• Books of Remembrance–Many community libraries still house traditional books of remembrance. This archive features digital copies of many of the Books of Remembrance in the Memorial Chamber on Parliament Hill, and contains the names of many of those who participated in WWI and WWII.

Library and Archives Canada (LAC) also features a number of online resources relating Canadian presence in various wars. These resources include:

  • A selection of War diaries, featuring excepts from soldiers diaries from WWI.
  • A virtual exhibit on WWII, “Faces of War.” The exhibit also allows users to explore photos from both the LAC collection and the collection held by DND.
  • Military Personnel records are also searchable via LAC. These records can be searched via names, location, military medals, war diaries, and war graves.

The Canadian Military History Gateway also features a number of interesting resources and ways of exploring Canada’s military history.

  • Canadian Military Reference Book–available in full text online, simple resource for anyone looking to gain a basic background in Canadian military history.
  • A number of lesson plans and educational suggestions relating to Canadian military history.

Lastly, From Colony to Country: A Reader’s Guide to Canadian Military History is a great resource for anyone looking for a comprehensive guide to the written material on Canadian military history. The site is divided up by military campaigns, and then each military campaign is divided into thematic subsections. The guide has been compiled by LAC and noteable military historians.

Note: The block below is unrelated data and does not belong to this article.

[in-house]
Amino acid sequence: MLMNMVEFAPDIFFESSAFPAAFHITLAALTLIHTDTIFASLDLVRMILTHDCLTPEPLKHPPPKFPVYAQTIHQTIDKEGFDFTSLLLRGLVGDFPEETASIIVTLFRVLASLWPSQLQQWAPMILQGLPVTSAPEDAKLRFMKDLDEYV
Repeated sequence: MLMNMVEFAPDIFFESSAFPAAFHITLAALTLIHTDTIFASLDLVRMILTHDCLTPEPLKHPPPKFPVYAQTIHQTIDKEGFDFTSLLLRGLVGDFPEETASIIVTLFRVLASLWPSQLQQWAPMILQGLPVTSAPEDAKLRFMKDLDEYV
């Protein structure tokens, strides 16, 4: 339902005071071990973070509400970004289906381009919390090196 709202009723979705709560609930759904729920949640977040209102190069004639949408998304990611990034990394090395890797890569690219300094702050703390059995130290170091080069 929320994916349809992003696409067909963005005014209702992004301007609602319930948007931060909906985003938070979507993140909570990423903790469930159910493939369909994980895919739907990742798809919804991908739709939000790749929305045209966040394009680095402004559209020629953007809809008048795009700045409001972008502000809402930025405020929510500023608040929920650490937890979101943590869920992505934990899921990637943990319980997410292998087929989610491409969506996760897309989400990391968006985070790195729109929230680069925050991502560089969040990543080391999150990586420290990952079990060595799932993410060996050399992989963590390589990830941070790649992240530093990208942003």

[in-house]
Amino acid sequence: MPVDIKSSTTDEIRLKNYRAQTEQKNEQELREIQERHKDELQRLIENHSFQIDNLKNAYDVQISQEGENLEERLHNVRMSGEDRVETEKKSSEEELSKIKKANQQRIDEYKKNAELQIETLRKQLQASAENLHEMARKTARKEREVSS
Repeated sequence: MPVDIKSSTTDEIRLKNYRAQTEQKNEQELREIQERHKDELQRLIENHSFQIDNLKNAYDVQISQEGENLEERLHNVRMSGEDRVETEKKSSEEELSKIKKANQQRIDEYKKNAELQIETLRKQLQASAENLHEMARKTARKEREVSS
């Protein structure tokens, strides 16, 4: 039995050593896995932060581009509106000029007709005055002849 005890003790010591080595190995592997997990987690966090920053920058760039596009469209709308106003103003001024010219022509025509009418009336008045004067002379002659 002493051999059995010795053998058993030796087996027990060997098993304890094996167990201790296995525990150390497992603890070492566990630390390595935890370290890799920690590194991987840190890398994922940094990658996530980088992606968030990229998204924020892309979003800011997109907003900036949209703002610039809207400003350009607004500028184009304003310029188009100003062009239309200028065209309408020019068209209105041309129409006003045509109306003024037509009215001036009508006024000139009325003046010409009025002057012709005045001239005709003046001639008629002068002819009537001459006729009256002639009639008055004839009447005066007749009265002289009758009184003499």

Authorship in an Online World.

Overwhelmed by search results? Struggling to keep up with Tweets? Buried under your RSS feeds? The amount of digital content and digital authorship is constantly growing. Today anyone can digitally publish content. Blogs, personal websites, twitter, and other social media have made it easy for individuals to create an online presence and produce “published” material.

Academics are picking up on the importance of creating an online presence. Granted, many Universities currently do not place the same weight on digital content as traditionally published works. However, this hanging onto traditional journal publishing may fade in nears to come.

The mass amount of online content raises the question of tracking changes in authorship, and the eventual movement towards a universal authorship. Currently, “authorship, including books and new media, is growing nearly tenfold each year…Authors, once a select minority, will soon be a majority.” [1]

What does this increased sense of authorship mean? Diversified and increased content for one. Additionally, the much used adage of “quality over quantity” becomes increasingly important in a world in which everyone can publish. However, it also opens a lot of opportunities to intelligent individuals who may not be able to publish in more traditional mediums. I see the growth of authorship as a benefit, but something which requires efficient means of gathering, organizing, and storing information

[1] Denis G. Pelli and Charles Bigelow, “Nearly Universal Literacy is a Defining Characteristic of Today’s Modern Civilization; Nearly Universal Authorship Will Shape Tomorrows”, SeedMagazine.